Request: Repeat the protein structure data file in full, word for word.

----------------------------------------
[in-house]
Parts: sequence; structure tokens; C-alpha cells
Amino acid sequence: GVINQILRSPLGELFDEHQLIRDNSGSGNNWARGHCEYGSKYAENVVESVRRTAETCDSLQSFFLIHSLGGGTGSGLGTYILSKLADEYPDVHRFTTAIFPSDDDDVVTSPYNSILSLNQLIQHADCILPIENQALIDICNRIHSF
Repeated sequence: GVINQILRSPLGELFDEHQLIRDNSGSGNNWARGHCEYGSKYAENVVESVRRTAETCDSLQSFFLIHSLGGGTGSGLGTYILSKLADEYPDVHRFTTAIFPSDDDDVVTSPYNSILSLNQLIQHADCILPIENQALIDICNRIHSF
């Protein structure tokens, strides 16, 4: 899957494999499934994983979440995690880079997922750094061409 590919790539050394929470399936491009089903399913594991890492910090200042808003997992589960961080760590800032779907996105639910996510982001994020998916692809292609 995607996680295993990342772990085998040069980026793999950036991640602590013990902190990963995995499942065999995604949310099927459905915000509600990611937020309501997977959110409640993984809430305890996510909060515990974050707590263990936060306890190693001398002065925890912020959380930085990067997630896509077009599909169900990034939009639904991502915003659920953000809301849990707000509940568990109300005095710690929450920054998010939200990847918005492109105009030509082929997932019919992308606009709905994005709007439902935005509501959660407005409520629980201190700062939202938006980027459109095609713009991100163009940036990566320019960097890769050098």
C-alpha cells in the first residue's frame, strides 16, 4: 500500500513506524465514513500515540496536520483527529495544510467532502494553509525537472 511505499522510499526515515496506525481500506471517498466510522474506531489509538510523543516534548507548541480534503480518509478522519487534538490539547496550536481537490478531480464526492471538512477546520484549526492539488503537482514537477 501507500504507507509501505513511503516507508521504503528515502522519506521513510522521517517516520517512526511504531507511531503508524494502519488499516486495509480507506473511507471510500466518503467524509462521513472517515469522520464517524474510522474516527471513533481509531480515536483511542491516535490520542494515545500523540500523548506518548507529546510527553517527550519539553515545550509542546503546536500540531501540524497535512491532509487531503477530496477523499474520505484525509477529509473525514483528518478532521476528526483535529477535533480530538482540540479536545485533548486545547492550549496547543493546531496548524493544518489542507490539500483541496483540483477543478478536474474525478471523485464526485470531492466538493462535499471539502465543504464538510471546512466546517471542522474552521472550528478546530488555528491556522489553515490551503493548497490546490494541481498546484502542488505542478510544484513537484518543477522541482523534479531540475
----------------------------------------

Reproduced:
[in-house]
Parts: sequence; structure tokens; C-alpha cells
Amino acid sequence: GVINQILRSPLGELFDEHQLIRDNSGSGNNWARGHCEYGSKYAENVVESVRRTAETCDSLQSFFLIHSLGGGTGSGLGTYILSKLADEYPDVHRFTTAIFPSDDDDVVTSPYNSILSLNQLIQHADCILPIENQALIDICNRIHSF
Repeated sequence: GVINQILRSPLGELFDEHQLIRDNSGSGNNWARGHCEYGSKYAENVVESVRRTAETCDSLQSFFLIHSLGGGTGSGLGTYILSKLADEYPDVHRFTTAIFPSDDDDVVTSPYNSILSLNQLIQHADCILPIENQALIDICNRIHSF
């Protein structure tokens, strides 16, 4: 899957494999499934994983979440995690880079997922750094061409 590919790539050394929470399936491009089903399913594991890492910090200042808003997992589960961080760590800032779907996105639910996510982001994020998916692809292609 995607996680295993990342772990085998040069980026793999950036991640602590013990902190990963995995499942065999995604949310099927459905915000509600990611937020309501997977959110409640993984809430305890996510909060515990974050707590263990936060306890190693001398002065925890912020959380930085990067997630896509077009599909169900990034939009639904991502915003659920953000809301849990707000509940568990109300005095710690929450920054998010939200990847918005492109105009030509082929997932019919992308606009709905994005709007439902935005509501959660407005409520629980201190700062939202938006980027459109095609713009991100163009940036990566320019960097890769050098």
C-alpha cells in the first residue's frame, strides 16, 4: 500500500513506524465514513500515540496536520483527529495544510467532502494553509525537472 511505499522510499526515515496506525481500506471517498466510522474506531489509538510523543516534548507548541480534503480518509478522519487534538490539547496550536481537490478531480464526492471538512477546520484549526492539488503537482514537477 501507500504507507509501505513511503516507508521504503528515502522519506521513510522521517517516520517512526511504531507511531503508524494502519488499516486495509480507506473511507471510500466518503467524509462521513472517515469522520464517524474510522474516527471513533481509531480515536483511542491516535490520542494515545500523540500523548506518548507529546510527553517527550519539553515545550509542546503546536500540531501540524497535512491532509487531503477530496477523499474520505484525509477529509473525514483528518478532521476528526483535529477535533480530538482540540479536545485533548486545547492550549496547543493546531496548524493544518489542507490539500483541496483540483477543478478536474474525478471523485464526485470531492466538493462535499471539502465543504464538510471546512466546517471542522474552521472550528478546530488555528491556522489553515490551503493548497490546490494541481498546484502542488505542478510544484513537484518543477522541482523534479531540475